The Patriots have arrived in Ukraine. Day 421 of the war

The photo shows a Patriot missile launcher
U.S. Military or Department of Defense

The situation in the main combat zones remains relatively stable. The attacks undertaken by the Russians (on the order of 60 per day, according to the Ukrainian General Staff), as well as the few Ukrainian counterattacks and attempts at combat reconnaissance, have not resulted in any significant changes over recent days. The exception is Bakhmut, where Russian forces have probably finally driven the defenders from the centre of the town, and have made further advances in its west. The Ukrainian military still maintains the ability to send supplies and rotate fighting subunits. However, this is becoming increasingly constrained by the terrain conditions and hostile fire, especially after the Russians physically cut off the Bakhmut-Chasiv Yar road (west of the village of Khromove), as some sources have indicated. In addition to Bakhmut, clashes have been regularly occurring north and southeast of Avdiivka, southwest of Kreminna, and within and south of Marinka. Sporadically, the invaders’ forces have attacked in the area of Vuhledar and Prechystivka, which lies west of it. Meanwhile, Ukrainian units have struck at Russian formations south of Orikhiv in the Zaporizhzhia oblast.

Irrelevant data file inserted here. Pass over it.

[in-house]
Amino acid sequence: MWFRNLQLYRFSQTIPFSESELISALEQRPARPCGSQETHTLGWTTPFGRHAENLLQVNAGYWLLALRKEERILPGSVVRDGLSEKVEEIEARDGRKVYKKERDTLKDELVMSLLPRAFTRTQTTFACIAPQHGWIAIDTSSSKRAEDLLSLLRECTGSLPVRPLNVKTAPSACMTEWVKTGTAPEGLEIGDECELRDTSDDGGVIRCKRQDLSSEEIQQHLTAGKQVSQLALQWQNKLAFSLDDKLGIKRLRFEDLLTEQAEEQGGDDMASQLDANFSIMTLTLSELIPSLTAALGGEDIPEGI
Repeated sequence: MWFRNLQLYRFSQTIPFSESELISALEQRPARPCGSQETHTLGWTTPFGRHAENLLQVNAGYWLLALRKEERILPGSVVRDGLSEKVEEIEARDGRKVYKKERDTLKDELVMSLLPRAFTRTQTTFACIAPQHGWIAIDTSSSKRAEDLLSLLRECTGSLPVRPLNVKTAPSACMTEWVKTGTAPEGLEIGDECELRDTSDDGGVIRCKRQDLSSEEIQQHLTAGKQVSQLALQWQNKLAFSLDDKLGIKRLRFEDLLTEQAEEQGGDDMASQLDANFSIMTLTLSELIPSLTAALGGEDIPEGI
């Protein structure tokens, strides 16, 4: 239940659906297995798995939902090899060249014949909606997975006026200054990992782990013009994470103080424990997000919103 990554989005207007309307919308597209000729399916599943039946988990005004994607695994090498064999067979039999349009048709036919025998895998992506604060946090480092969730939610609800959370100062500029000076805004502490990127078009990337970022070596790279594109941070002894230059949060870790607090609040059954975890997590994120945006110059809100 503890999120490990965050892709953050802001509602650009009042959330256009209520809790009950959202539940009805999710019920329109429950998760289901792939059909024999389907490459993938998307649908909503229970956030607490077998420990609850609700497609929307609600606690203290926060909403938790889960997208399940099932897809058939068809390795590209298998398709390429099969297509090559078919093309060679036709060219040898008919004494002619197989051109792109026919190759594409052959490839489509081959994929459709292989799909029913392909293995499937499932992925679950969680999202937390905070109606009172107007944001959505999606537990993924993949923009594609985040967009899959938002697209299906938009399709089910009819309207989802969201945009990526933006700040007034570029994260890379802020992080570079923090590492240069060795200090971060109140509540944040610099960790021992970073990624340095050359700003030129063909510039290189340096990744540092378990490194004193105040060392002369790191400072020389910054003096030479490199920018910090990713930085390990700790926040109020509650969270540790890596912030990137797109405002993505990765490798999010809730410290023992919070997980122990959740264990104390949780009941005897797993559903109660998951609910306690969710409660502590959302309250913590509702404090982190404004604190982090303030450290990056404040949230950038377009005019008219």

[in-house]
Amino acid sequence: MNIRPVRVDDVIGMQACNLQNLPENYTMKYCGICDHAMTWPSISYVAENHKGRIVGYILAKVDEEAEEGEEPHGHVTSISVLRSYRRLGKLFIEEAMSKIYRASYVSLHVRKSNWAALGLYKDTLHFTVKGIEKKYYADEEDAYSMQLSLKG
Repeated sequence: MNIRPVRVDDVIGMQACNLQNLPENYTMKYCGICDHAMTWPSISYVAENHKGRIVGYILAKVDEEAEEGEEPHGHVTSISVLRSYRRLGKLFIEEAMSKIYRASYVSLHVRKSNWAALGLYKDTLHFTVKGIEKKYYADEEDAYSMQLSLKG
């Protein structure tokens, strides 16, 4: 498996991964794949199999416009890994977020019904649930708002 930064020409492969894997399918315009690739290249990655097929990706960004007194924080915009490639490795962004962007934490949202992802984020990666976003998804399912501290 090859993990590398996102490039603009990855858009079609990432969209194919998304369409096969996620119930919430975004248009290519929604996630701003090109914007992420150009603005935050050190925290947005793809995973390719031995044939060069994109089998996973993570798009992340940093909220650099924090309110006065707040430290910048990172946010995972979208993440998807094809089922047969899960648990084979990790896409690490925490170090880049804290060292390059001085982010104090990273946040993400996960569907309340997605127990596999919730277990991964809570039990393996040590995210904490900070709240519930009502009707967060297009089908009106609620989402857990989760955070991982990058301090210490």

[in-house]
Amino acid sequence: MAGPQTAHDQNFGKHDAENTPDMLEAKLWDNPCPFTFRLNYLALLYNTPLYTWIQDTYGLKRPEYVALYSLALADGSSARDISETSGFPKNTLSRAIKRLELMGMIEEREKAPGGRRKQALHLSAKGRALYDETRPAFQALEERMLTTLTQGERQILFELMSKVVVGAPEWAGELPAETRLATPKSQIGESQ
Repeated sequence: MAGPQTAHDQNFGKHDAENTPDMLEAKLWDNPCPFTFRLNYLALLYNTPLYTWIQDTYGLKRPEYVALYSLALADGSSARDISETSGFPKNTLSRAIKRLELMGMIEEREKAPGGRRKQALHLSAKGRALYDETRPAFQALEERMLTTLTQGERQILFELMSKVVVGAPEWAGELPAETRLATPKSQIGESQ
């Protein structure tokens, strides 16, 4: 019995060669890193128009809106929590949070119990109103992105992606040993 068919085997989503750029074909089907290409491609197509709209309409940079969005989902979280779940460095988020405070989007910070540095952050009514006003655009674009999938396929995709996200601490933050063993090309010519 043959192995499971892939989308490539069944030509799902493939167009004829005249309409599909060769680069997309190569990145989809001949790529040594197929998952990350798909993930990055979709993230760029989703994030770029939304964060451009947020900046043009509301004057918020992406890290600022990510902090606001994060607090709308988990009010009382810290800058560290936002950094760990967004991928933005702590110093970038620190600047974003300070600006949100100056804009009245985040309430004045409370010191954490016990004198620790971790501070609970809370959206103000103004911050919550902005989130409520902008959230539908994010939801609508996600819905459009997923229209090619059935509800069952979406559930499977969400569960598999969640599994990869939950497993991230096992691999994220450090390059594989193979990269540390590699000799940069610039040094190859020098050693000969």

The Russians have stepped up their drone attacks; according to Ukrainian reports, this is related to their receipt from Iran of another batch of Shahed-136 drones. The defenders claimed to have shot down most of the incoming drones: seven on 18 April, 10 out of 12 on 19 April, 21 out of 26 on 20 April, and 8 out of 12 on the night of 21/22 April. The Ukrainian side confirmed that the attacks did cause damage to infrastructure in the Snihurivka area of Mykolaiv oblast, in Sloviansk, Zaporizhzhia, and the Odesa, Dnipropetrovsk, Poltava and Vinnytsia oblasts. Meanwhile the Ukrainian air defences shot down all the drones which approached Kyiv. According to Colonel Yuri Ihnat, spokesman for the Ukrainian Air Force Command, the Russians have increased the use of their own Lancet cruise munitions, with which they have mainly been attacking air defence installations.